The Wild Atlantic Way is the name for the 2,500 km coastal route along the west of Ireland where the Atlantic Ocean meets land. The route stretches all the way from Malin Head in Donegal down to Kinsale in county Kerry. The Wild Atlantic Way is scattered with seaside towns, beaches, cliffs, caves, hills and mountains.
My trips home are usually quite chilled – spoiling my dogs, lazing about and catching up with people. This time I only had one full day and wanted to make the most of it – so Mam suggested a road trip to the Cliffs of Moher. The last time I was there was when I was about four years old, decked out in an Aran sweater, on a family holiday.
This time I might be older but I still can’t drive. Instead I was on navigation duty. Dad had wrote down the directions (I don’t know how he just knows this stuff off the top of his head) and I brought an Ireland road map with me – taking the old school pre-Google maps approach. Despite the emphasis on not missing the turn right at Kinvarra, we breezed straight through and only realised when we came across a motorway that was not on the map. We eventually got back on track.
The Cliffs of Moher are one of the highlights of the Wild Atlantic Way, and it’s not hard to see why. They stretch off into the distance on either side of the visitors centre. There are two pathways. The official one is set further back from the edge. Being the daredevil that I am, I took the unofficial path. Strong winds buffeted us as we walked along the cliff side. It was cold and cloudy for the most part. But we still stopped every two seconds to take photos. The sun finally broke through as we were about to leave.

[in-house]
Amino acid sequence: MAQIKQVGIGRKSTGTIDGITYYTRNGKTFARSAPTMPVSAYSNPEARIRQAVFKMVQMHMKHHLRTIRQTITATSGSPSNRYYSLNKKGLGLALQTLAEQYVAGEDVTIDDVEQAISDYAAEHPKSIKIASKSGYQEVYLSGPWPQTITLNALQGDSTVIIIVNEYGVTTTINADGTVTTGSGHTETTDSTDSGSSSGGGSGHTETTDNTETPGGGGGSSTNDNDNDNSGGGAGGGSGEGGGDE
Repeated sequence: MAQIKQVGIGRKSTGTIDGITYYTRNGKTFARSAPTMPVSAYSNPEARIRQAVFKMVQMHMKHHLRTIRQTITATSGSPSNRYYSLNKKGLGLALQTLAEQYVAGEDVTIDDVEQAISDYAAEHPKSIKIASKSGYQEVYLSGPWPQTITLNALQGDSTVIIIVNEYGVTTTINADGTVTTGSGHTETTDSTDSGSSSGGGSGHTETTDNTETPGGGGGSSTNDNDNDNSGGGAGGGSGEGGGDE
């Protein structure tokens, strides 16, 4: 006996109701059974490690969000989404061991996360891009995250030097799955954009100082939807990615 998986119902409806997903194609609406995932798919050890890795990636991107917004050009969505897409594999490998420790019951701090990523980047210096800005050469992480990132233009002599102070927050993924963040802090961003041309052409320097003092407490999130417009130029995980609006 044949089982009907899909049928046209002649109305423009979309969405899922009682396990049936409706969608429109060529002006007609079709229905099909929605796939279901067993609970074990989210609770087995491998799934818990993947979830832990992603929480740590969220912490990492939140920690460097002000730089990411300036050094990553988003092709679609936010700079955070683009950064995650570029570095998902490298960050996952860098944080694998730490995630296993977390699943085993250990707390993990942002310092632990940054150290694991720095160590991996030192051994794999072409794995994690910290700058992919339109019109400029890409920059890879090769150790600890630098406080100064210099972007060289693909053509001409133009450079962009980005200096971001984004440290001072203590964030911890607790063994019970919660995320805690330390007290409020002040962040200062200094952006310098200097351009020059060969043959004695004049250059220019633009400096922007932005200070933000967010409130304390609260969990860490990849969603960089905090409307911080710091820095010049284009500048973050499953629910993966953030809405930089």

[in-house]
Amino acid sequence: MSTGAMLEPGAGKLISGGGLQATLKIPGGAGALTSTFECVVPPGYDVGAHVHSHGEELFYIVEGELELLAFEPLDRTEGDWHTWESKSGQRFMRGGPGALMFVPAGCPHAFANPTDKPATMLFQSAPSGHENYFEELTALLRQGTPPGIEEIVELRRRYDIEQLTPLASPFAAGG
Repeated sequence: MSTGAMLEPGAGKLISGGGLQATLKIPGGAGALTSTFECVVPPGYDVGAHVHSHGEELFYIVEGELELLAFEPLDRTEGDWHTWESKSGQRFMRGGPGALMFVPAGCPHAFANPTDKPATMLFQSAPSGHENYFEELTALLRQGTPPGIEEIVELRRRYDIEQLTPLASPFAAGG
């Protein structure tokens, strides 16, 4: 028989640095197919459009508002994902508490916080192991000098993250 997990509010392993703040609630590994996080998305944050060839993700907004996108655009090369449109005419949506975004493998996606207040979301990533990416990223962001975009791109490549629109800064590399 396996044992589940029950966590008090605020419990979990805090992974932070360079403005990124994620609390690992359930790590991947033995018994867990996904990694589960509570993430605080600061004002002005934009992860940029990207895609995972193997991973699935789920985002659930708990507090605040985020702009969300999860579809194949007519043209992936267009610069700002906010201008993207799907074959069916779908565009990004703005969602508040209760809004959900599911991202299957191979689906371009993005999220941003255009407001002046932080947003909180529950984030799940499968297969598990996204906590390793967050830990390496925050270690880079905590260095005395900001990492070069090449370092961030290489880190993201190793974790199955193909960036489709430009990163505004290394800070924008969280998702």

The scenic drive down to Lahinch was beautiful. Stopping off here hadn’t been part of the original plan, but it wasn’t hard to convince Mam. I was surprised by how many people were out on the water considering it was quite a cold February day.
This trip has made me keen for more Wild Atlantic Way adentures. I just need the weather, the time and someone willing to drive.
The overall route is broken up into six zones. In the Northern Headlands, the rugged and remote coast of Donegal is waiting to be explored. Along the Surf Coast, Strandhill beach is the place to go after a late night in Sligo – I can personally vouch for this. As I’m from Mayo, I’m already familiar with the Bay Coast, although I have yet to rope someone into climbing Crough Patrick with me. This is the mountain that has a church on top. And views of Clew Bay where there are 365 islands, one for every day of the year. The Cliff Coast has more to offer than the name suggests. We went here on school trips to the Ailwee caves when we were kids. The Southern Peninsula is currently top of my hit list. The scenery looks stunning and I would love to take a boat out to the Skellig Islands. And finally there is the Haven Coast, where apparently you can go on a whale & dolphin-spotting tour.